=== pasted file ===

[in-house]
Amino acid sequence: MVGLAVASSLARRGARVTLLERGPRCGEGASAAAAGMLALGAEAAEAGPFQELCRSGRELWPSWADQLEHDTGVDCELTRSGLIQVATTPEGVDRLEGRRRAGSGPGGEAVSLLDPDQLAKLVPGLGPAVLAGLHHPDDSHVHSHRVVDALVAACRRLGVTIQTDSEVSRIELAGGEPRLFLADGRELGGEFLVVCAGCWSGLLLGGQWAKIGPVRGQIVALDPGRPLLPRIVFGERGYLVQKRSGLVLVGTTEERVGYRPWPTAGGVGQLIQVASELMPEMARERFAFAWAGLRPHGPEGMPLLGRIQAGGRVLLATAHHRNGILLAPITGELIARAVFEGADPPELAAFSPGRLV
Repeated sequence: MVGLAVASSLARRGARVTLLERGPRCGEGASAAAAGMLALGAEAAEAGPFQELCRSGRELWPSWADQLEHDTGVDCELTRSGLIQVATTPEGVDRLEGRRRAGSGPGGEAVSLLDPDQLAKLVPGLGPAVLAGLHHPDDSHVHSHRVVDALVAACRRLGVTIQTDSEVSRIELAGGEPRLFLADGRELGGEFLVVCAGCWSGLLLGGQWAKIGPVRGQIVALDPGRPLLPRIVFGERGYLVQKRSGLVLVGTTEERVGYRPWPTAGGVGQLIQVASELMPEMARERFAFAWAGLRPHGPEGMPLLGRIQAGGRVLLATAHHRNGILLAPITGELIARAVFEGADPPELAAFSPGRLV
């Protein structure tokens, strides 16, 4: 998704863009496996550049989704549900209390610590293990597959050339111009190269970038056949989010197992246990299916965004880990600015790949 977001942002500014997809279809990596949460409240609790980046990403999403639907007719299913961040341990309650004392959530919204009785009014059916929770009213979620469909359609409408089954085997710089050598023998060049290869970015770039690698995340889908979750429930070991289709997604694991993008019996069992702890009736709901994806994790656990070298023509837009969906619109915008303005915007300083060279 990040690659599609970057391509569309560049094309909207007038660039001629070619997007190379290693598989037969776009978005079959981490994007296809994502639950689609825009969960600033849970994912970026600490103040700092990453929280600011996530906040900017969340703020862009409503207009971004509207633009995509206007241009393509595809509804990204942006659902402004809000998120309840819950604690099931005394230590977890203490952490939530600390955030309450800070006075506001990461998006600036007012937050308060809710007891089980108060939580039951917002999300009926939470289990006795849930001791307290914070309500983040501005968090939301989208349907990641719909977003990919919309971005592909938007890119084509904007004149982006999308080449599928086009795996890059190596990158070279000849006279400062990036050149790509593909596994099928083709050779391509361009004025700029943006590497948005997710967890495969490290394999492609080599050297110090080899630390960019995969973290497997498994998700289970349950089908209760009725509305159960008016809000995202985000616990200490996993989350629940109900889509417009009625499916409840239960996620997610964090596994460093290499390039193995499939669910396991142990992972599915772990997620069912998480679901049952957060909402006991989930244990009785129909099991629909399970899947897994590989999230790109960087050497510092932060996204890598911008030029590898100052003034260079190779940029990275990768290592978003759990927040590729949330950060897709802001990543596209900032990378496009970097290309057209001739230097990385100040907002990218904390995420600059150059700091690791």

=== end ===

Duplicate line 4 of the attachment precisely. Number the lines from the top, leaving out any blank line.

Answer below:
């Protein structure tokens, strides 16, 4: 998704863009496996550049989704549900209390610590293990597959050339111009190269970038056949989010197992246990299916965004880990600015790949 977001942002500014997809279809990596949460409240609790980046990403999403639907007719299913961040341990309650004392959530919204009785009014059916929770009213979620469909359609409408089954085997710089050598023998060049290869970015770039690698995340889908979750429930070991289709997604694991993008019996069992702890009736709901994806994790656990070298023509837009969906619109915008303005915007300083060279 990040690659599609970057391509569309560049094309909207007038660039001629070619997007190379290693598989037969776009978005079959981490994007296809994502639950689609825009969960600033849970994912970026600490103040700092990453929280600011996530906040900017969340703020862009409503207009971004509207633009995509206007241009393509595809509804990204942006659902402004809000998120309840819950604690099931005394230590977890203490952490939530600390955030309450800070006075506001990461998006600036007012937050308060809710007891089980108060939580039951917002999300009926939470289990006795849930001791307290914070309500983040501005968090939301989208349907990641719909977003990919919309971005592909938007890119084509904007004149982006999308080449599928086009795996890059190596990158070279000849006279400062990036050149790509593909596994099928083709050779391509361009004025700029943006590497948005997710967890495969490290394999492609080599050297110090080899630390960019995969973290497997498994998700289970349950089908209760009725509305159960008016809000995202985000616990200490996993989350629940109900889509417009009625499916409840239960996620997610964090596994460093290499390039193995499939669910396991142990992972599915772990997620069912998480679901049952957060909402006991989930244990009785129909099991629909399970899947897994590989999230790109960087050497510092932060996204890598911008030029590898100052003034260079190779940029990275990768290592978003759990927040590729949330950060897709802001990543596209900032990378496009970097290309057209001739230097990385100040907002990218904390995420600059150059700091690791």